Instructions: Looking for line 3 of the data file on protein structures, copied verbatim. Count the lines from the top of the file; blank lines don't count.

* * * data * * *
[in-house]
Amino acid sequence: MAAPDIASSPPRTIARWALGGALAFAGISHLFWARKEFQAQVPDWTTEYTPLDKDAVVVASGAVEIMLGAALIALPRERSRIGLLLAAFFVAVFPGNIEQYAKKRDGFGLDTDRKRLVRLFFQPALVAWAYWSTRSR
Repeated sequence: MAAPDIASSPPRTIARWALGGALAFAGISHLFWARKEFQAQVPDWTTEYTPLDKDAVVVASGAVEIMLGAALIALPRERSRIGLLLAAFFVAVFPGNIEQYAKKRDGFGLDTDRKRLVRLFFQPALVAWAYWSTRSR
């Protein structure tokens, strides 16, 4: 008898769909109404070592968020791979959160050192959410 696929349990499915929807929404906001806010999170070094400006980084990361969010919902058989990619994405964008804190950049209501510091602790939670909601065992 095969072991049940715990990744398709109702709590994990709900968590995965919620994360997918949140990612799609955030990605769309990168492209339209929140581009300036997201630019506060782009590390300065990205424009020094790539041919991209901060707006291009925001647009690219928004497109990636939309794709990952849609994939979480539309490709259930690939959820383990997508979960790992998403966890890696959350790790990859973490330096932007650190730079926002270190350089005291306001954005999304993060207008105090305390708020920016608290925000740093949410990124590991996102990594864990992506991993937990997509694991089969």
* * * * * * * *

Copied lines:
Repeated sequence: MAAPDIASSPPRTIARWALGGALAFAGISHLFWARKEFQAQVPDWTTEYTPLDKDAVVVASGAVEIMLGAALIALPRERSRIGLLLAAFFVAVFPGNIEQYAKKRDGFGLDTDRKRLVRLFFQPALVAWAYWSTRSR